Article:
Adam Dunn pitches as White Sox lose most lopsided game of 2014
A team has allowed 16 or more runs 10 times in this season. That’s 10 times in 3,357 team games. The Chicago White Sox are responsible for two of those 10 instances in the last three days. On Sunday, the White Sox lost 16-3 to the Twins in a game they were leading 3-1 after five innings and in which their starter, Jose Quintana, allowed just one unearned run in five innings. On Tuesday night, the White Sox were shut out by the Rangers’ Colby Lewis and lost 16-0, the most lopsided loss of the 2014 season.
On Sunday, the White Sox watched five of their relievers surrender multiple runs in an inning or less, four of them allowing as many or more runs than the number of outs they recorded. In the Twins’ nine-run eighth inning, Ronald Belisario faced just four batters, all of whom singled and ultimately scored. In the next inning, Andre Rienzo gave up home runs to three consecutive batters, the last of whom, catcher Eric Fryer, had hit just one previous major league home run.
On Tuesday night, the Sox spread things out a bit more, giving up runs in seven different innings, but never more than four in any one frame. Chicago starter John Danks gave up four home runs, just the 12th pitcher to do so in a single game this season and the first since the Rangers’ Joe Saunders on June 30. Danks allowed two in the fifth inning alone, as J.P. Arencibia led off with a solo shot before Robinson Chirinos mercifully ended Danks’ night with his second homer of the night to make it 9-0 Rangers. Arencibia, who had hit a bases-loaded double in the second inning, was the hitting star of the game, going 3-for-5 with seven total bases, four runs batted in and, perhaps most surprisingly, a walk. Arencibia now has seven home runs and seven walks and is hitting .198/.261/.421 on the season.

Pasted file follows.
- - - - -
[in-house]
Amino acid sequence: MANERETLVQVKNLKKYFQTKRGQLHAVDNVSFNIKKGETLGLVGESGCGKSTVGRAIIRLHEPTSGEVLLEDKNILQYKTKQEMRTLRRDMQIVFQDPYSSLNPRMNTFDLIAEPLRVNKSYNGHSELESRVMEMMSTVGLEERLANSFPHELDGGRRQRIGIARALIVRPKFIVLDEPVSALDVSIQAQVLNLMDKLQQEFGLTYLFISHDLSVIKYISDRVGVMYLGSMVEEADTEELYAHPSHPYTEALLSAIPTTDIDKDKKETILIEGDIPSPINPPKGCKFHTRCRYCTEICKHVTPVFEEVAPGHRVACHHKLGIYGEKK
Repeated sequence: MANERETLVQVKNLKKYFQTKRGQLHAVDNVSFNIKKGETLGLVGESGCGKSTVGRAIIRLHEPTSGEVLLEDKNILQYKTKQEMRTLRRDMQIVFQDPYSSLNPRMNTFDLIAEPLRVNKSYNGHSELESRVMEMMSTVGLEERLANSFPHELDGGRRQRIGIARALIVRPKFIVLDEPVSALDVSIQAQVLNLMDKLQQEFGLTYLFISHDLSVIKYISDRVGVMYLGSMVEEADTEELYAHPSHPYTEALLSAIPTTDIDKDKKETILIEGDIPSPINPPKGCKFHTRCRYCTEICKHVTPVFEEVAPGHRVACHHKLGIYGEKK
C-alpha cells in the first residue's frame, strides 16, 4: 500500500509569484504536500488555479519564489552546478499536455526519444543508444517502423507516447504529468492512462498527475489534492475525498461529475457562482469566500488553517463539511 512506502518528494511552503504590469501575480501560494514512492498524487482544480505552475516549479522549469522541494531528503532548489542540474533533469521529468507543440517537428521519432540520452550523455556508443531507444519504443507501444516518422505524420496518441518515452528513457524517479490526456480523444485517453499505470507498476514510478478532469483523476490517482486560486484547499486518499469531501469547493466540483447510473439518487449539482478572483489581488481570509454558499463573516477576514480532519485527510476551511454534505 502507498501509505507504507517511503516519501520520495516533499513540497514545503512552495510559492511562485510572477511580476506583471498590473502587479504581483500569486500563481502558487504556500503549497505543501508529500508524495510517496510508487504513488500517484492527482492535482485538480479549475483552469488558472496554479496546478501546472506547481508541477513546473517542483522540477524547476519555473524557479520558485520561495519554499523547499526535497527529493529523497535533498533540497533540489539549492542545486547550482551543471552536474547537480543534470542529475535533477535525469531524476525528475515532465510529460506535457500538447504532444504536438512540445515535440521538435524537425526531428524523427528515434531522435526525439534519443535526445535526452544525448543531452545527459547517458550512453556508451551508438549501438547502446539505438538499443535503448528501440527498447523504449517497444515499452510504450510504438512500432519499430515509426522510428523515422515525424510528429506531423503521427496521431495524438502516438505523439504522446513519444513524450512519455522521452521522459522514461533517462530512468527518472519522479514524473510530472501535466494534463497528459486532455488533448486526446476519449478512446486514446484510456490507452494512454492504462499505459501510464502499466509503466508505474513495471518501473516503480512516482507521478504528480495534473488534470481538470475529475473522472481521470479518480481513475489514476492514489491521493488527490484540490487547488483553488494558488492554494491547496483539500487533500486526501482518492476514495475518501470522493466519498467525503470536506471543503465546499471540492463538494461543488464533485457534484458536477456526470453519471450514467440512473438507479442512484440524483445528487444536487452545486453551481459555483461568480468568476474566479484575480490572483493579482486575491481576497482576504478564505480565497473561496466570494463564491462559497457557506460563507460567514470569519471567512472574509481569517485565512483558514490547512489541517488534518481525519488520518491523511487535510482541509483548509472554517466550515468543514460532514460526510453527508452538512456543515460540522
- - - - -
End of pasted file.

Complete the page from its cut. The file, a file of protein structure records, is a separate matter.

The Rangers, incidentally, are the only other team to allow 16 or more runs on multiple occasions this season, having lost 17-7 to the Indians on June 6 and 16-2 to these White Sox on April 20. Meanwhile, Lewis’s shutout was just the second of his major league career. His first occurred on May 16, 2011, and like this one, came against the White Sox in Chicago.
In case anyone was unconvinced that this game was a farce, Adam Dunn made his pitching debut in the top of the ninth inning. Throwing low-80s slop, Dunn, who pitched in high school in mid-1990s, gave up the 16th run on a walk and a pair of singles, but also got Elvis Andrus to ground out on a 3-1 pitch, Rougned Odor to fly out to end the inning and, just to cap it all off, Arencibia to foul out on the only pitch he saw in the inning. Somehow Arencibia had no trouble with the White Sox real pitchers, but fouled out against a player who started the game as a designated hitter. Speaking of which, per @AceballStats, Dunn is just the third man ever to pitch in a game he started as a designated hitter, joining Jose Canseco in 1993 (then of the Rangers, of course) and Chris Davis in 2012, both of whom did it against the Red Sox.